Wanna survive the A.I. apocalypse? Me too. I’ve been giving it some thought, and I think I have a pretty good plan.
But first, how did we get here?
Like you, I saw the announcement of ChatGPT late last year and have heard all the hype about how it’s going to change the world (or end it). Until recently, I thought of A.I. as just the next 3-D printing or Bitcoin or web3 or NFT or metaverse or fill-in-the-blank swanky technology that will change the future – something that gets a fresh hype cycle and then predictably fails to meet overzealous expectations. It was easy to dismiss the boosterism.
But just a few days ago, the latest development in A.I. changed my perspective. On Monday, Geoffrey Hinton, the so-called “Godfather of A.I.,” resigned from his post at Google, in part so that he could speak freely about the technology he helped develop, which he now regrets. (Along with a few students, he developed the initial technology that supports A.I. as we now know it.) Up until last year, he felt the type of tech that Google and OpenAI (the parent company of ChatGPT) had was still inferior to the human brain. But in just the past few months he recognized that A.I. is advancing so quickly that in some ways it is, in his words, “actually a lot better than what is going on in the brain.”
Computer science has always used human words to describe computing (e.g., memory) but it’s still eerie to note the language used to describe A.I.: neural networks, artificial intelligence, large language model, machine learning – these are words we use to identify what makes us, as humans, unique. While it seems unlikely that A.I. can fully replace a human brain (yet), the language is already supportive of such a notion.
The upside of an A.I.-infused world seems endless: five-minute term papers, novel drug discovery, hyper-personalized learning. But, as the Godfather of A.I. has recognized, the downside is moving from science fiction to nonfiction. Have we arrived at the moment in time that scientist and science fiction writer Vernor Vinge wrote about in 1993? “Within thirty years, we will have the technological means to create superhuman intelligence. Shortly after, the human era will be ended.”
Since March, 27,000 concerned citizens like Hinton (and, presumably, Vernor Vinge) have signed the widely reported open letter that calls for a pause in advanced A.I. development. It states, in part, “AI systems with human-competitive intelligence can pose profound risks to society and humanity.… Should we develop nonhuman minds that might eventually outnumber, outsmart, obsolete and replace us?” The letter received a few weeks of headlines – and then the commercial race to advance A.I. continued, presumably unabated.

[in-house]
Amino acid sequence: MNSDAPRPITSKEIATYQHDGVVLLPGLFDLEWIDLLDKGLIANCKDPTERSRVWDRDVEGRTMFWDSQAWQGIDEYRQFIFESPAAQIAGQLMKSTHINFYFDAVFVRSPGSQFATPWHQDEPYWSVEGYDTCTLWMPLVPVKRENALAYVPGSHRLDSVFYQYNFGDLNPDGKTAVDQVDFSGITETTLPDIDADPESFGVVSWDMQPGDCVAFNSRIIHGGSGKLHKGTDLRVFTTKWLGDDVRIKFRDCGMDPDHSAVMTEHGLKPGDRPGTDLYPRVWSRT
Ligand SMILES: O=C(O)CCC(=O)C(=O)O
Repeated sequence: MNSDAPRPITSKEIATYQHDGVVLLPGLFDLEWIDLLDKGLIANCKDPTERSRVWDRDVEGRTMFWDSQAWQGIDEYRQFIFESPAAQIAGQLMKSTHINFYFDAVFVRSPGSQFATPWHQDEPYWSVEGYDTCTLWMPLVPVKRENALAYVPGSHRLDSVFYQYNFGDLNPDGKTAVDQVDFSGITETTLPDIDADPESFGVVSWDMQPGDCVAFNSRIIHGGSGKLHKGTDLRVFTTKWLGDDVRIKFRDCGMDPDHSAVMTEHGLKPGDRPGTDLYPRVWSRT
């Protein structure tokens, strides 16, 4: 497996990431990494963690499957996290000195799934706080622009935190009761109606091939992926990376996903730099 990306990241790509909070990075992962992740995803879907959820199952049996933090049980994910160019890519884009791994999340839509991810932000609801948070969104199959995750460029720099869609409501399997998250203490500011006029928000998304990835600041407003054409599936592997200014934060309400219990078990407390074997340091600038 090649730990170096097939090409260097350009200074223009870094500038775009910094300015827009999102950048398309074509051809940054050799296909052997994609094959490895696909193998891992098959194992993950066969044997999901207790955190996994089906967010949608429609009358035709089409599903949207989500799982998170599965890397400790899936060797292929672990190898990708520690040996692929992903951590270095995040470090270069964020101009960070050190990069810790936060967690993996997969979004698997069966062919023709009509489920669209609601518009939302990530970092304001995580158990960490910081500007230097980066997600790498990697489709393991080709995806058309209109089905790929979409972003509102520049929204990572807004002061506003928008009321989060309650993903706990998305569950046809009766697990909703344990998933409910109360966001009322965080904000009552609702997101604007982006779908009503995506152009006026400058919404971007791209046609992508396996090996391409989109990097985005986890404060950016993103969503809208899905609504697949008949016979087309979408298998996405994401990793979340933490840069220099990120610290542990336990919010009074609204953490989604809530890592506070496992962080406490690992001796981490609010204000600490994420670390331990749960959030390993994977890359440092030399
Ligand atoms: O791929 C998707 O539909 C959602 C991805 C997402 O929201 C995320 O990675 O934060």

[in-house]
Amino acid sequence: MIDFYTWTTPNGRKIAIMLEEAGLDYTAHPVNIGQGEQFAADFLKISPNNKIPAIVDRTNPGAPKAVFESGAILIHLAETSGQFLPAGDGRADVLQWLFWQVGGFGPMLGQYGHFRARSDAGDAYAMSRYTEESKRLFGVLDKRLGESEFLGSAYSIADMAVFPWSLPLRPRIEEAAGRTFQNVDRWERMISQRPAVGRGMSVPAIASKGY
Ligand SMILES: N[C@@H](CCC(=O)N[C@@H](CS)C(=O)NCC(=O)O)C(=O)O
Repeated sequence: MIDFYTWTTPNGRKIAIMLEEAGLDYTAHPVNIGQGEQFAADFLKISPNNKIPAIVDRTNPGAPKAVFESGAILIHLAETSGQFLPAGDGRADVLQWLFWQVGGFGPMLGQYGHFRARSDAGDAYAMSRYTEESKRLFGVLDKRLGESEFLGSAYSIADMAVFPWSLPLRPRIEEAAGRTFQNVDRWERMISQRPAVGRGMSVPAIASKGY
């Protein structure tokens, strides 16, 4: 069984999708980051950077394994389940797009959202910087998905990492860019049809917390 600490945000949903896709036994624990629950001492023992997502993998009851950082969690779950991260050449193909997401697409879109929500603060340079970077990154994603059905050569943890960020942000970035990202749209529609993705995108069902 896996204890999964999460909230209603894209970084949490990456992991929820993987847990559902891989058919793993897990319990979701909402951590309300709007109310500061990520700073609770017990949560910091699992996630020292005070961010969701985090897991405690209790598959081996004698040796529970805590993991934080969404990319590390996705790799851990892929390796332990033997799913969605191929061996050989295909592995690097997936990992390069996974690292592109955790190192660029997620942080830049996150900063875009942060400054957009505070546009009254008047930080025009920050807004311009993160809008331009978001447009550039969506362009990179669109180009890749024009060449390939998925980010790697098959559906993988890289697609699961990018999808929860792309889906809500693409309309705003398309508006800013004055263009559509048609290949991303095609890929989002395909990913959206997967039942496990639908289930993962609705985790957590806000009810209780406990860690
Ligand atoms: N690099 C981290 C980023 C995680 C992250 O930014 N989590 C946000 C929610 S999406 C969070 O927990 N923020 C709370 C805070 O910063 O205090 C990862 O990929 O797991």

The way we survive the A.I. apocalypse is by being human. The best thing we have going for us is our humanity, a package deal that includes, yes, intelligence, but also a range of emotions, intuition, senses, community, empathy, and creativity. This is our advantage; these are characteristics that remain purely human.
A few weeks ago, I spoke with one of the smartest technologists I know, my friend Dave, who’s building a business in A.I. (Ever heard of Flippy, the hamburger flipping robot? Yeah, that’s Dave. Guy’s a genius.) I asked him to explain what he’s building in the simplest terms possible. It took him 18 minutes to tell me what his business does – partly because Dave talks a lot – but mostly because it’s an innovation that includes entirely new technologies and concepts that were unfamiliar to me. (No spoilers here – I’ll let the tech headlines share what Dave is working on when it finally makes its commercial debut.)
Dave is the reflective type, and he shared with me how the extraordinary advances we’ve seen in even the last few months have given him pause: “The latest breakthroughs – and trust me they keep coming – have caused nothing short of a personal identity crisis. I hate to admit it, but my whole life I’ve based my self-worth on being intelligent. What if human intelligence becomes obsolete? Who am I after that?”
Which brings us back to our original challenge, surviving.
The question we need to consider is: What advantages do we have that A.I., even with a nonhuman mind, doesn’t or can’t have?
In short, the way we survive the A.I. apocalypse is by being human. The best thing we have going for us is our humanity, a package deal that includes, yes, intelligence, but also a range of emotions, intuition, senses, community, empathy, and creativity. This is our advantage; these are characteristics that remain purely human.
Being human is our only hope.
But, above all, if the A.I. apocalypse comes and you find yourself in a standoff with RoboCop, the other way you survive is by finding the kill switch, which I imagine is a traditional light switch conspicuously located between RoboCop’s metallic shoulder blades.
Flip that switch and make a run for it.